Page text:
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'The Comics Journal' Q&A with SVA's Panayiotis Terzis

From The Comics Journal: “I came across the work of Panayiotis Terzis back in 2007 at SPX. His comics amazed me then and they still do. His Mega Press publications and his personal riso experiments make him a perfect person to bring into my series on the 'pioneering' risograph printers...

I’ll turn the mic over to Pan now:

Santoro: Tell me about your current copier setup. What machine(s) are you using?

Terzis: I’ve been running an EZ 390U with five colors for about four years or so, but over the past two years I’ve been printing on a pair of ME 9450U models, which are the newest Riso duplicators on the market.

Tell me about printing other people’s work in your anthologies. I imagine that many of the artists you work with appreciate the attention to detail, and may have never even printed their work on their own before. Can you talk about that back-and-forth?

Well, I never planned on being a publisher of anyone’s work but my own, but printing and publishing artist’s books and zines often entailed collaborating with other artist friends, publishing projects with collectives where we’d be handling the work of dozens of other artists, and trading with other artists in the scene at book fairs and events. So my earlier small scale publishing activity always had a social aspect either embedded in the process and structure of the book or the way the individual copies would circulate afterwards.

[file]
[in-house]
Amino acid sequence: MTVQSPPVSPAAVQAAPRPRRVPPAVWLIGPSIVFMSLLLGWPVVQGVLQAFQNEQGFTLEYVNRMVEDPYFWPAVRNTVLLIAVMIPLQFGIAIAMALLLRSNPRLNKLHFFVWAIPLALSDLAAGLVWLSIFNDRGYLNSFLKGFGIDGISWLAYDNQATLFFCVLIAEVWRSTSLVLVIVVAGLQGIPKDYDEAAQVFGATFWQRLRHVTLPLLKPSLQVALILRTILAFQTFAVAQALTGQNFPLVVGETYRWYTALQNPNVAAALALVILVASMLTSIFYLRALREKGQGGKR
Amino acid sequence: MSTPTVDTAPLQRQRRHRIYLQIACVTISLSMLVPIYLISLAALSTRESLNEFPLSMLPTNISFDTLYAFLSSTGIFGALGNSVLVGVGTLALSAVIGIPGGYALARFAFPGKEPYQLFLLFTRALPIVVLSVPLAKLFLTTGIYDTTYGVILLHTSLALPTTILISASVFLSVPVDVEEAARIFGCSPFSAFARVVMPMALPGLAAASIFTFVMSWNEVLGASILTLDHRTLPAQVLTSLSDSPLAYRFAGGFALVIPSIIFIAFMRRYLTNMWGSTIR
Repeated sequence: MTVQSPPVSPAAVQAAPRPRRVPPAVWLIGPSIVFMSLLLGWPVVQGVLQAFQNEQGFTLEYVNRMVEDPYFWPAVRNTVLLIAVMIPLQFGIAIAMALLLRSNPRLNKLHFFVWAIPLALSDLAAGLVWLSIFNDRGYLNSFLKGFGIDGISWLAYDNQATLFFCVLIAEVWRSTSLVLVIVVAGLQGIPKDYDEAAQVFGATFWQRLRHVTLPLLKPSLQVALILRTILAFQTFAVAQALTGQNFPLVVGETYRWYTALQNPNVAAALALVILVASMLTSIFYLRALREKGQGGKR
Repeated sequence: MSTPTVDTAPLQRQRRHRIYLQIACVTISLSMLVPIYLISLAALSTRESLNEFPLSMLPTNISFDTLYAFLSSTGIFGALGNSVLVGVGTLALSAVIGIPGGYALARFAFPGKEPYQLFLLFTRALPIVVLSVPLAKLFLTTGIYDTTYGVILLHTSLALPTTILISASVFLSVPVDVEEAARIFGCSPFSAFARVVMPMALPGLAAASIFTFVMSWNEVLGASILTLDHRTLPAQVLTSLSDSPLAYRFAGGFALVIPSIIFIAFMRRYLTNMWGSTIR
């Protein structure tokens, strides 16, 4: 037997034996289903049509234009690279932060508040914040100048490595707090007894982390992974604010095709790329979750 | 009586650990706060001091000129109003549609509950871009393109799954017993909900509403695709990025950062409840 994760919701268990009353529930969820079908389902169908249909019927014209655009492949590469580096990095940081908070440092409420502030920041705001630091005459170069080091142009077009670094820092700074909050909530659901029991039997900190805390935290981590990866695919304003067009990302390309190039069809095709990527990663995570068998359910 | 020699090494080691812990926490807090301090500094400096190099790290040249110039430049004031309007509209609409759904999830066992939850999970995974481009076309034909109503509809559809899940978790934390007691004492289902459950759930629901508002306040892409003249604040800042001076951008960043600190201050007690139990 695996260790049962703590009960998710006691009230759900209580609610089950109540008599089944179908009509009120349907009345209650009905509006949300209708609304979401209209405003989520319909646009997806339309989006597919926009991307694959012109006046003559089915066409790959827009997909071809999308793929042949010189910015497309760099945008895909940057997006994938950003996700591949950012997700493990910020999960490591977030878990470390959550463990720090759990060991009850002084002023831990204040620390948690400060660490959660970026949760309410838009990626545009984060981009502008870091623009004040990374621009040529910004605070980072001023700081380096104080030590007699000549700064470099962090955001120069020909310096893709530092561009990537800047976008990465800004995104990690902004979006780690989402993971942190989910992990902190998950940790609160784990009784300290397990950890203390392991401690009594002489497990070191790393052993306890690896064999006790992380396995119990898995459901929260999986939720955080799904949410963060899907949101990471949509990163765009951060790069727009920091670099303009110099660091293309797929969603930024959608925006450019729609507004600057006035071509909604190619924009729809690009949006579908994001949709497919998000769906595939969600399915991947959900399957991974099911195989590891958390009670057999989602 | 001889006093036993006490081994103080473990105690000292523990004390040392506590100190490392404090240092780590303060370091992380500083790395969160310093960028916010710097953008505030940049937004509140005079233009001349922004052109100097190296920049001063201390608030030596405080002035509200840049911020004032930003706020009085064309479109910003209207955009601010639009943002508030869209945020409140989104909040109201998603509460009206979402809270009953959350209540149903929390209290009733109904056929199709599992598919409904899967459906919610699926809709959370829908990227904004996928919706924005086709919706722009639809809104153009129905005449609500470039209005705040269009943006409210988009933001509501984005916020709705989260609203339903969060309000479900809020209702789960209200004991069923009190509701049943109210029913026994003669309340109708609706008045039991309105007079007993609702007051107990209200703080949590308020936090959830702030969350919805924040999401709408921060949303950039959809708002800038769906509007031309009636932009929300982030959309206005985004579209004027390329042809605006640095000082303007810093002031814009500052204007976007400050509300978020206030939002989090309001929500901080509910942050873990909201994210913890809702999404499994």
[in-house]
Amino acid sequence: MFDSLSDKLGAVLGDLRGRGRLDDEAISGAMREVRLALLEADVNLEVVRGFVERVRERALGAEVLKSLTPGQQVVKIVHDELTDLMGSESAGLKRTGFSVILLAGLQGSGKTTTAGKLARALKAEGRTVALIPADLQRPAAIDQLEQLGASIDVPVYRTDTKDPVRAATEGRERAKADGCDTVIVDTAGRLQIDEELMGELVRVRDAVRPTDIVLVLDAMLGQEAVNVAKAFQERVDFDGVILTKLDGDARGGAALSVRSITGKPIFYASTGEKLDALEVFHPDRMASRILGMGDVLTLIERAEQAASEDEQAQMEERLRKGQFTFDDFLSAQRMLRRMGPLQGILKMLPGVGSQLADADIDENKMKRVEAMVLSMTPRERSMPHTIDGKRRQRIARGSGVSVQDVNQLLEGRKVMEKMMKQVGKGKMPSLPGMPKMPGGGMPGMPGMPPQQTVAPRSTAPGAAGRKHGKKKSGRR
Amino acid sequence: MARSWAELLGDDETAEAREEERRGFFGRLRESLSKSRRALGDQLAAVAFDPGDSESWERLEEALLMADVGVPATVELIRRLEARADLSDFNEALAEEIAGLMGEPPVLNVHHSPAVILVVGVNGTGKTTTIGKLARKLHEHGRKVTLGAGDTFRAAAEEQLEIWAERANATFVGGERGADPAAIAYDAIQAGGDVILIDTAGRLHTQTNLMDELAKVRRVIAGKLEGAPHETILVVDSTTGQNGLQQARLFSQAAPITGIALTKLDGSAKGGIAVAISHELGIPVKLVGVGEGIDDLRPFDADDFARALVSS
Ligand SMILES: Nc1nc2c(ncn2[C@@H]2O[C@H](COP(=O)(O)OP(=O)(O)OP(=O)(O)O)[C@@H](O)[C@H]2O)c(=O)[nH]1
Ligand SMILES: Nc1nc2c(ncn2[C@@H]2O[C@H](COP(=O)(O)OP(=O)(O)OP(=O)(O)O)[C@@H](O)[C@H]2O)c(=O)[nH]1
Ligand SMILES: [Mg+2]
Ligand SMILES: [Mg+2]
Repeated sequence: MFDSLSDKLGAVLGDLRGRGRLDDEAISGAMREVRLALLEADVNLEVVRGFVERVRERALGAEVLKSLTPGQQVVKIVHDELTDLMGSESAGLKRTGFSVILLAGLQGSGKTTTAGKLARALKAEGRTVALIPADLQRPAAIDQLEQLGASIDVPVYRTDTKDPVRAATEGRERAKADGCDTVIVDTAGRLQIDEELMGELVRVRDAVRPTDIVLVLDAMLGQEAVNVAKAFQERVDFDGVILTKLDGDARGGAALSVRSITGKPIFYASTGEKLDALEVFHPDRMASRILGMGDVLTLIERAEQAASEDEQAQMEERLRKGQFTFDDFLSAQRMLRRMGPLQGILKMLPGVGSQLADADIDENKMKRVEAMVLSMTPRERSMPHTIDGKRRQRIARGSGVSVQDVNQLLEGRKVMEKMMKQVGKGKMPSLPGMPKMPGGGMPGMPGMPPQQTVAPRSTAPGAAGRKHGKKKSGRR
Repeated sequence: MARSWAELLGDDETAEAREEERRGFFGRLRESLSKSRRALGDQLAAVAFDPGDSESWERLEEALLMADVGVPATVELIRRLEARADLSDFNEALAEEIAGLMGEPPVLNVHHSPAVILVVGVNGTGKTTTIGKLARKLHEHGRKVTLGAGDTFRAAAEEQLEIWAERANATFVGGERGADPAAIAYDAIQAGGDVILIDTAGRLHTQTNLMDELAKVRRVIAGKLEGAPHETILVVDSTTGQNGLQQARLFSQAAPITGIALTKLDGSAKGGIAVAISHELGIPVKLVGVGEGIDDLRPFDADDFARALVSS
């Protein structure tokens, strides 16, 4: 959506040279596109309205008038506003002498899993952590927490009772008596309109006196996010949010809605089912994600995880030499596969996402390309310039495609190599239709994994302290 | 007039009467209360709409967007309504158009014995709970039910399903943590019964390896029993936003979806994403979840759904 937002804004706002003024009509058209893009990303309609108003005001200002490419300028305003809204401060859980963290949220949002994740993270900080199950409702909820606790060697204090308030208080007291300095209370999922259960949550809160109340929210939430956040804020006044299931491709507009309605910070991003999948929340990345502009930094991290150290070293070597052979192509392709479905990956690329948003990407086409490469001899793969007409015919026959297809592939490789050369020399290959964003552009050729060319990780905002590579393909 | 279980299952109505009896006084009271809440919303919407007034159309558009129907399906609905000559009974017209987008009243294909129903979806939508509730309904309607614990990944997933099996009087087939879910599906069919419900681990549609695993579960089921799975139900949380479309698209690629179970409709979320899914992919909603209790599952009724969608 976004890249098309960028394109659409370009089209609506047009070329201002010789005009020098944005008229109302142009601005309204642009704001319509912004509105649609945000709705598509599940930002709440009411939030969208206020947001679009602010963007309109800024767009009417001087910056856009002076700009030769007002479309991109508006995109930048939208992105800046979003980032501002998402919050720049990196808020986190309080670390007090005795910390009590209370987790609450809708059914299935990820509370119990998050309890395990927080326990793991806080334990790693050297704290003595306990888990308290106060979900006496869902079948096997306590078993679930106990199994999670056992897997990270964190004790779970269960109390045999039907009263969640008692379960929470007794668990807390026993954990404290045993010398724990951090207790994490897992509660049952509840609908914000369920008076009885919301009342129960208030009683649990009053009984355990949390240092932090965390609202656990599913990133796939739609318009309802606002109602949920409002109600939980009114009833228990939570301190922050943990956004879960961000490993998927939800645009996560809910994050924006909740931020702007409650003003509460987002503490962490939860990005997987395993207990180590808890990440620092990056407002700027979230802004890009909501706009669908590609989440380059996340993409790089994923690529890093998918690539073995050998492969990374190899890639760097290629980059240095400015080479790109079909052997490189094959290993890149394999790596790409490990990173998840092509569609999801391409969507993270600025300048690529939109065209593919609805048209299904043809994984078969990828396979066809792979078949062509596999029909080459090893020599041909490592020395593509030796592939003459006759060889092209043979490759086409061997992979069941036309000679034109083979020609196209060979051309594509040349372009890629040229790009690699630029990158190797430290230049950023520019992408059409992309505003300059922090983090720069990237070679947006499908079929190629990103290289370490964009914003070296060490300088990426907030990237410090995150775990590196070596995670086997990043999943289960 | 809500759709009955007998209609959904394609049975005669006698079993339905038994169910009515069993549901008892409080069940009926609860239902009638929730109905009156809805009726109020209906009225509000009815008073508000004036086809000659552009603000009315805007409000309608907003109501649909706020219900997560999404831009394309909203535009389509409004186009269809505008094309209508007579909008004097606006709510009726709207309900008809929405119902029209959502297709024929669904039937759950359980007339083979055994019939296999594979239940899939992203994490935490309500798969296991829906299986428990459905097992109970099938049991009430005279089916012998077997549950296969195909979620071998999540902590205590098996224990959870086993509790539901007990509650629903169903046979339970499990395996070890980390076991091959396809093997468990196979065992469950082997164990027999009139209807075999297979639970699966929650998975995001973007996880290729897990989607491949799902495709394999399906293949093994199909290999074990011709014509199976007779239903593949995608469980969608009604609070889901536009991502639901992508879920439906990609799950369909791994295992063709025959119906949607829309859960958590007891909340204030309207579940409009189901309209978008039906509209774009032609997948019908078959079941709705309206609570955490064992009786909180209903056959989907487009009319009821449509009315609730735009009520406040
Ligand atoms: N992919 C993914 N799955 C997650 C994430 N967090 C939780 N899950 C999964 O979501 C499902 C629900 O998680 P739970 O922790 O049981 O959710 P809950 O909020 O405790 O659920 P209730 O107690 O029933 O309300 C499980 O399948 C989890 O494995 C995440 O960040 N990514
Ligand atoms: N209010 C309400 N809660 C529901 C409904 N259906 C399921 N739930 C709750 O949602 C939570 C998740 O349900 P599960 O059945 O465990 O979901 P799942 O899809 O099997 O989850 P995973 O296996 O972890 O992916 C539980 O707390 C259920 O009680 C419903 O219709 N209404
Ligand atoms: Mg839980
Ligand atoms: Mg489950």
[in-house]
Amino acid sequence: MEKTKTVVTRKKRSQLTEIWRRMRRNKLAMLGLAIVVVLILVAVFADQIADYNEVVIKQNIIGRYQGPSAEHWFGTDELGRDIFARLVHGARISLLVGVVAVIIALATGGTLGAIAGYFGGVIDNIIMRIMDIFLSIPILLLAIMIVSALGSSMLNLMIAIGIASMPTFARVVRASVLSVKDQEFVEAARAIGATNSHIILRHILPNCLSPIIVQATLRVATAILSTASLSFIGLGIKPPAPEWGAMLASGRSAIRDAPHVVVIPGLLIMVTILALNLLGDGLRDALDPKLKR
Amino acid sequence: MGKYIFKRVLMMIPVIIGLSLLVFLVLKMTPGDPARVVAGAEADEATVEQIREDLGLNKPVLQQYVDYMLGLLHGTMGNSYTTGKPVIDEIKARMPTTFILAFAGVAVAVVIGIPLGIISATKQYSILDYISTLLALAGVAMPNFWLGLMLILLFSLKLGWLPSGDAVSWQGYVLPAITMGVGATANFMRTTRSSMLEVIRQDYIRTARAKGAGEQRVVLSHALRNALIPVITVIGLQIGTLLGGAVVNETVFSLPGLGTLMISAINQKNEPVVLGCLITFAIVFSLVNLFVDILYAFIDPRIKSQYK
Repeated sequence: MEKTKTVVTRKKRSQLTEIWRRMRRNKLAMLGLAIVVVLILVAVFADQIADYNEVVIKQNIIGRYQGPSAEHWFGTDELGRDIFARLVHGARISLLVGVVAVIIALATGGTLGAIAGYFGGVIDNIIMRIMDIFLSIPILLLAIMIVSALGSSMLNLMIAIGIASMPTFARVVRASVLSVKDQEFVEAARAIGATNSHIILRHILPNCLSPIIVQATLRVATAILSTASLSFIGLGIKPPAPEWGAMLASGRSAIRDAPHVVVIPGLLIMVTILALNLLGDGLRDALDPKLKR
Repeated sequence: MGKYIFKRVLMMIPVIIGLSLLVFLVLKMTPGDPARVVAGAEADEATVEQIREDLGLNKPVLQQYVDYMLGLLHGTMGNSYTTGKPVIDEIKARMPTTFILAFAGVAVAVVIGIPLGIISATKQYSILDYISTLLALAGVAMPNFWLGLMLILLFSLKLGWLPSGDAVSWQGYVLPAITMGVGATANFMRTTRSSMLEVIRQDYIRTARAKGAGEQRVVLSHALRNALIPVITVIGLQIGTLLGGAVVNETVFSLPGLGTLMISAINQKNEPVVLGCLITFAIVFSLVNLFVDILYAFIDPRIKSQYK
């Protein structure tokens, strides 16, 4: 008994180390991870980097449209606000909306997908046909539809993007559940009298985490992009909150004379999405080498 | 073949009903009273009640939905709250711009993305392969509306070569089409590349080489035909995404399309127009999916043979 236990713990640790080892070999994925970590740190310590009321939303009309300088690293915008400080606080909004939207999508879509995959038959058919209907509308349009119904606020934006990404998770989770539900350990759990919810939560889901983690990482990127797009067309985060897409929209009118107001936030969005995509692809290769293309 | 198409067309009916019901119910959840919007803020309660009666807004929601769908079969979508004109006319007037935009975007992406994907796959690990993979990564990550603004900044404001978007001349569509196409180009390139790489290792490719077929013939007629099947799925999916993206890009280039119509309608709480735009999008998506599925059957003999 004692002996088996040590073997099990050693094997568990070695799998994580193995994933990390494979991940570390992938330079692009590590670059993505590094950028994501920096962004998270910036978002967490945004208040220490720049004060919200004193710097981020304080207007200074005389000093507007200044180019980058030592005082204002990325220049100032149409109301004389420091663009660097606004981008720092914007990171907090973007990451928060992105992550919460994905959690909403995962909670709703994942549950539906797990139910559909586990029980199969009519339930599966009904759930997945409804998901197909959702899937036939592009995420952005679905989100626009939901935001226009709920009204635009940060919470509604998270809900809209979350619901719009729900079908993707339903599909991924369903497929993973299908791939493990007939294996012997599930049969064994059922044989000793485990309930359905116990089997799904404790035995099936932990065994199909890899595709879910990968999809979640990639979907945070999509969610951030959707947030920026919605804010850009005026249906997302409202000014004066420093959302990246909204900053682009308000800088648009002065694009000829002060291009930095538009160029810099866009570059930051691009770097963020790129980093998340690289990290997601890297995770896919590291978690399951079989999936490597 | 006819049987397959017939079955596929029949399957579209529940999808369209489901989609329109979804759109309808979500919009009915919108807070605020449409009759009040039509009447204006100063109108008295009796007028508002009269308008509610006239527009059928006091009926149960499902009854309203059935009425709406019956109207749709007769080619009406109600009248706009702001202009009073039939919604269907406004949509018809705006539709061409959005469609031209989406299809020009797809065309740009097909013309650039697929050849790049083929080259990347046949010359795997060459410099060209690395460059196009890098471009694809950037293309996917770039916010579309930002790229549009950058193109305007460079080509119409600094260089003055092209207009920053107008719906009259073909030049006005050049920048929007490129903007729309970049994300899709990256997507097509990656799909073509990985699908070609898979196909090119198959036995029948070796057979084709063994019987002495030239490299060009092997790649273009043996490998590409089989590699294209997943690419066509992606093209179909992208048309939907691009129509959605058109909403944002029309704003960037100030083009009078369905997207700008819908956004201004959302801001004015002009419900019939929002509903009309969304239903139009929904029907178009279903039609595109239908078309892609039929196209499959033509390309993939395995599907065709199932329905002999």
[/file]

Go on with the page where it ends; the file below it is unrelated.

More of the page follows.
It wasn’t until 2013 that I was possessed with the idea of making a publication designed to capture the dark energy that I felt was encircling the globe and pressurizing the human race—I made the decision to take a more intentional approach. I couldn’t think of any artists who were trying to grapple with the renewed stirrings of nationalism and neo-fascism in the west, the beginnings of a sort of techno feudalism, increased authoritarianism around the globe paralleled by the expansion of personal electronics equipped with surveillance capabilities into every second of our waking lives, against a backdrop of a coming collapse of the biosphere. This nasty, aggressive dystopian sci-fi publication was originally going to be a solo project, but I started thinking about how interesting it would be to invite artists I knew from various art contexts—painters, underground comics people, photographers, etc.—and offer them a chance to respond to this dark energy I was detecting..." (For the full interview and more images, click here)

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